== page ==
It could also be that the mind would literally "see the world differently." (This is the inverted spectrum argument.) The mind would not realize that the memories were inconsistent with the present perception because when it pulled up a memory of green grass to compare, the memory would cause the mind to experience its current green qualia rather than the other mind's green qualia.
After we die, our memories and skills would be left behind to decay along with the physical matter of the brain (barring divine intervention.) Those things are part of our bodies, not our eternal being. Believers in reincarnation should not expect to retain memories of past lives.
Monday, May 7, 2007
Thursday, May 3, 2007
Wednesday, May 2, 2007
She looks up at me. Her eyes are large and black. Her hair and lips are black, too, and her face very pale. She is wearing a grey sweater and black jeans. She smiles at me.
"Just a minute," she says, "I have to do this blood test." She pricks her finger with a tiny metal thorn. A drop of blood forms. It looks exactly like ink. She guesses the question I am about to ask. "My blood cells contain melanin and other pigments," she says. "It's all part of this..." She gestures around the room, taking in the grey books, the white carpet, the black furniture. Her whole life, she means.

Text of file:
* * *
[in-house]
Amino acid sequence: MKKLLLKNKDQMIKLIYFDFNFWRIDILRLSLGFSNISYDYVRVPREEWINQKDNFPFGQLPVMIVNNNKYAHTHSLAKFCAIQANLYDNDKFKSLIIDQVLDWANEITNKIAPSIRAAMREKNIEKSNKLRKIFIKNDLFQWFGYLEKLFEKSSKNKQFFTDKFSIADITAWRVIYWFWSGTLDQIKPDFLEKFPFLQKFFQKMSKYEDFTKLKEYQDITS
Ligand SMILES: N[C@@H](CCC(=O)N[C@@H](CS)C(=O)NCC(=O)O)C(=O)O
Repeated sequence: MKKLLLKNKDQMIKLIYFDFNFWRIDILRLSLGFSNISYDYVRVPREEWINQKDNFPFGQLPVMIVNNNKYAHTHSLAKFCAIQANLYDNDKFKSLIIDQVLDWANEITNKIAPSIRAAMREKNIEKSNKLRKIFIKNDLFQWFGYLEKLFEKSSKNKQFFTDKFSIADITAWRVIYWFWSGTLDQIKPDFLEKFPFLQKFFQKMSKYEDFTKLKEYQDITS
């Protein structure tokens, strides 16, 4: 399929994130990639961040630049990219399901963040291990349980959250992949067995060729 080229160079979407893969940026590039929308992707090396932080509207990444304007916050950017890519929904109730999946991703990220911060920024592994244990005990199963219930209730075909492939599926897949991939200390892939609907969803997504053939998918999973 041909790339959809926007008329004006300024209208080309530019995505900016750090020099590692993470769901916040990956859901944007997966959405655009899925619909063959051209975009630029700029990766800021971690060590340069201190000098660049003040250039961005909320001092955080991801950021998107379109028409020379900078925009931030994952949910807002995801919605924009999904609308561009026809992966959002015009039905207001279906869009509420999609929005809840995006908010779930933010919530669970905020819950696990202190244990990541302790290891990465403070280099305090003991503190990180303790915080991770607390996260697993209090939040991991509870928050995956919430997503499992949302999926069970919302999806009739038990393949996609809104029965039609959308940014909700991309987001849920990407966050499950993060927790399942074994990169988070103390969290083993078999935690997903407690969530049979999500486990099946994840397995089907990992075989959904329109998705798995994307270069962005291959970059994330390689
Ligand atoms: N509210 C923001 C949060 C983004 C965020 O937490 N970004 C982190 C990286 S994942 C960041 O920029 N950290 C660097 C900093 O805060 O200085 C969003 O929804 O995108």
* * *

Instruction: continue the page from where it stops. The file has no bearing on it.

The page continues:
"Do you mind?" I ask, turning on the voice recorder. It had to be painted before I was allowed in. The red light was removed.
"Not at all," she says, as she finishes her test.
"What's that you're reading?" I ask, gesturing at the papers on her desk.
"Oh, some new papers on neuroscience, art theory, philosophy. I try to keep up to date."
I ask some more questions about her work, her life at the Institute, her friends. Finally I ask her the question.
"I've thought about it, of course," she says. "That's what my work is all about. I feel apprehensive, sometimes excited, sometimes a little scared. I'm not sure what people will want me to say, even when it's over. How will I be able to tell them what it means to me? How will it solve anything?"
She shows me her paintings. They are done with Chinese brushes and black ink. There is a stormy sea, and a dove, and a raven. The last one shows Noah, climbing out of the ark, looking up and wondering.